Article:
Do you ever get frustrated with your progress in life?
Do you get frustrated with God’s pace for change?
Here’s a photo from guest “Subversive Sock” wearer, Jonathan Hargrove. Domo arigato, Mr. Roboto! Keep the faith, Jonathan!
I get a little perturbed with people who rationalize their safe, puny way of life by their faith. They give in to their own insecurities and quarantine themselves away from the real world. They take their “salt and light” and hide it under the bushel of a church building, never thinking God might want them seasoning and shining in a lost world.
We have Christian music, Christian sports for our kids, Christian movies, Christian singles websites, Christian coffee bars, Christian cruises. But if we could see ourselves with spiritual eyes, I wonder if we might see ourselves walking through life covered with BubbleWrap from head to toe!
You remember the story about Jesus walking on the water. Disciples in a boat in the middle of the sea, storm pops up, Jesus comes walking on the water to say hey. Peter takes a step of faith, takes a dive (literally), Jesus pulls him up out of the water. Everybody laughs while looking for some dry towels (well, I’d imagine that happened)…
But before all that, at the start of the story, here’s the part that bothers me most. “Immediately Jesus made the disciples get into the boat and go on ahead of Him to the other side…” – Matthew 14:22
Did you catch that? Jesus INTENTIONALLY sent them out into a life-threatening
situation…WITHOUT HIM! Surely if Jesus really is God, then He knew a storm was coming. It’s not like He couldn’t have invented Doppler radar a couple of thousand years early! Instead, He sends them directly into a DANGEROUS situation – one they were completely ill-equipped to address in any way…well, except maybe for drowning. Yep, they could have pulled that off well. They could have drowned quite successfully.
The lessons here ring true with my life right now. God not only allows me to walk into trials that test my faith, He sometimes leads me straight into them! I don’t like that about God most of the time. I pray continually for Him to do exactly the opposite of this, to keep me OUT of situations that make my heart bound and fear pop in my head. I’ll admit I’m tempted at times to believe what the TV preachers with perfect hair and large teeth want to sell me, that God never wants me in painful trials, and is always going to airlift me out of them quickly.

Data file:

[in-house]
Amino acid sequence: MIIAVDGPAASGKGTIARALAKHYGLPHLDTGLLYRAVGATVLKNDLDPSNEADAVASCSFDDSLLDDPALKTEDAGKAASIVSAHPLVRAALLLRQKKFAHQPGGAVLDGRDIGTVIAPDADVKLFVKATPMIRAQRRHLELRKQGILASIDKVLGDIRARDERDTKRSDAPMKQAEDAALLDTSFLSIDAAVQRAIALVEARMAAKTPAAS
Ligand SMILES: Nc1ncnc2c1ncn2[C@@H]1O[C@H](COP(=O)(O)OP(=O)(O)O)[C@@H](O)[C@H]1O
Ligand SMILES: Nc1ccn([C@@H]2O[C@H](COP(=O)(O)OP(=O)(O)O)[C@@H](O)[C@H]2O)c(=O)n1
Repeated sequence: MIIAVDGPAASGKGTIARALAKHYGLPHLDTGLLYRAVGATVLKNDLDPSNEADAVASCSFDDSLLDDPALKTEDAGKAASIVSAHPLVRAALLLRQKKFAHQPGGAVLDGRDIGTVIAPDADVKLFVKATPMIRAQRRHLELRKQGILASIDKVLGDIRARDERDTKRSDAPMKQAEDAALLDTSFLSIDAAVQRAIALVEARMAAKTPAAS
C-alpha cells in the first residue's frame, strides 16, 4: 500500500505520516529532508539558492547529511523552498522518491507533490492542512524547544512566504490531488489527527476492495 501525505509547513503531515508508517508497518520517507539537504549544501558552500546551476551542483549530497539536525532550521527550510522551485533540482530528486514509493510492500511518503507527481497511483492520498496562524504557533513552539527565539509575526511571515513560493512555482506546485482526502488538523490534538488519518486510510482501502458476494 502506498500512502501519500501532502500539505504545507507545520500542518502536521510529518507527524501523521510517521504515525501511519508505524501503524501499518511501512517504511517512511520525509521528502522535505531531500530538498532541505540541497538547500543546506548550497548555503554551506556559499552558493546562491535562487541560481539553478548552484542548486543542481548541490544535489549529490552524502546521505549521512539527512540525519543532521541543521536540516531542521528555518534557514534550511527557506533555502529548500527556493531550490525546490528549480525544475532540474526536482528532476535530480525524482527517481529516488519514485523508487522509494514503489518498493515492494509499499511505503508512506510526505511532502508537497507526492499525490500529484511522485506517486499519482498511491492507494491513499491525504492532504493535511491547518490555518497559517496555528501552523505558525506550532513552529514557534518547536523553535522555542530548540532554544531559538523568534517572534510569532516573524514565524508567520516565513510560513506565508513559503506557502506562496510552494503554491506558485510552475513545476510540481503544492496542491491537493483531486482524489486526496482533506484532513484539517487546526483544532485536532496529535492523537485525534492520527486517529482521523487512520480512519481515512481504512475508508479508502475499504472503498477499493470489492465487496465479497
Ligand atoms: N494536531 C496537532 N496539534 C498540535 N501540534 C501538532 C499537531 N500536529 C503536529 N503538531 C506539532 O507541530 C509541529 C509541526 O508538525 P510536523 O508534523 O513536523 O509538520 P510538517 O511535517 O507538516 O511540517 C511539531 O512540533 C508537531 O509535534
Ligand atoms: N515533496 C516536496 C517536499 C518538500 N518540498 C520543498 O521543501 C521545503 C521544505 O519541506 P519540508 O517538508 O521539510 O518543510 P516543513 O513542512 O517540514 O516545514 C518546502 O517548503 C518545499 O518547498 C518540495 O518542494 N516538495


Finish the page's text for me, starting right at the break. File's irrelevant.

Only problem is, He doesn’t normally work that way. Usually, exactly the opposite.
Why does He do that? For lots of great reasons – to grow our faith in God, to make us resilient to hardship, to teach us to be spiritually stubborn. But there’s one I see that’s even better than all those reasons. Here it is…
To give us something worth talking about.
You see, I’m sure Peter would never shut up about that story from that day on. Everybody’s sitting around the camp fire, eating fish, and Peter pops up with, “Hey, remember the time I walked on water?” Everybody groans. Then his brother Andrew says, “Yeah you did walk on water, didn’t you…for 7 whole seconds!”
Everybody laughs, but Peter’s eyes catch Jesus’. There’s a connection there that was formed in the waves of that storm. That was their moment together – an experience no one else could understand but the two of them. It was a life landmark for Peter, because his faith would never be the same after it. He learned to depend on Jesus in a way no one else ever had. For Peter, it was a game-changer in the faith department, because He was forced to put His faith (beliefs and trust in God) into action. And any faith that has never been through a storm is of no use on dry ground either.
Is God setting the stage for a dramatic flourish in your life? Do you feel the fear in the pit of your belly? Your face a little flush with anticipation? Can’t figure out how any of it’s gonna work out?
You’re in God’s perfect will, in the most dangerous place on earth, with more than you could ever handle. Congrats.
It’s morning now, storm’s over. Everything looks completely different, and I’m reminded once again of the transient nature of every challenge we face. “Weeping may endure for the night, but joy comes in the morning”. And as the old preacher says, “Morning comes whenever you wake up!”
Jesus is desperately trying to turn your boring life into an adventure. We keep hoping for daily programming from the Weather Channel instead. Predictable, safe, calculated, boring, repetitious.
Welcome to your perfect storm. Sorry, but Bubble Wrap only makes it harder to move. And move is exactly what you need to do.
Now take a deep breath…and take a big step out. of. the. boat.
Tonight, it feels like my heart is going to pound right through my chest. I’m laying in bed, trying to sleep, and it starts. Fears, worries, “what if’s”. You probably know the feeling too, right? Worst-case scenarios playing in my head like an “end of the world” movie on crack. There’s no way out, no hope, and the only light at the end of the tunnel looks to me like a head-on collision with a speeding locomotive.
Yeah, I know, a good Christian’s supposed to have faith. He’s supposed to believe God’s got his back. And especially if you’re a pastor, people think you’ve got the inside scoop. Like you’re a DisneyWorld employee who knows where all the secret doors are to that underground system. You know – the one that gets you to anywhere in the park hassle-free? Yep, that’s me! Boy, do I know my way around life! I can bypass all the long lines, traffic jams and jump to the front of the line on Space Mountain.